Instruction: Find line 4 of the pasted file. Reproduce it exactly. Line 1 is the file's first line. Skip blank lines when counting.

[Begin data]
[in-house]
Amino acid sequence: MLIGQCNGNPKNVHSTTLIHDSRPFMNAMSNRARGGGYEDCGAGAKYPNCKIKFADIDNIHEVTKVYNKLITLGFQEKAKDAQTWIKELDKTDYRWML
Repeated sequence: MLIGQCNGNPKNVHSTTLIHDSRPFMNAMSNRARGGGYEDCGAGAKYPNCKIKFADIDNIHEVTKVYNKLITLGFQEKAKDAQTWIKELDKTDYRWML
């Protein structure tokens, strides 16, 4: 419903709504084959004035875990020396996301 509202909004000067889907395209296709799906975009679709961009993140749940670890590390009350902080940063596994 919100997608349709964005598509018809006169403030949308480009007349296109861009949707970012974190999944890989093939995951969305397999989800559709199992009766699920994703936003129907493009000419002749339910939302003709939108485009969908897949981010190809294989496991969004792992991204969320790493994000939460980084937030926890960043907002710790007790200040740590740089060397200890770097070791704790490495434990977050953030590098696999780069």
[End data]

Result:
């Protein structure tokens, strides 16, 4: 419903709504084959004035875990020396996301 509202909004000067889907395209296709799906975009679709961009993140749940670890590390009350902080940063596994 919100997608349709964005598509018809006169403030949308480009007349296109861009949707970012974190999944890989093939995951969305397999989800559709199992009766699920994703936003129907493009000419002749339910939302003709939108485009969908897949981010190809294989496991969004792992991204969320790493994000939460980084937030926890960043907002710790007790200040740590740089060397200890770097070791704790490495434990977050953030590098696999780069």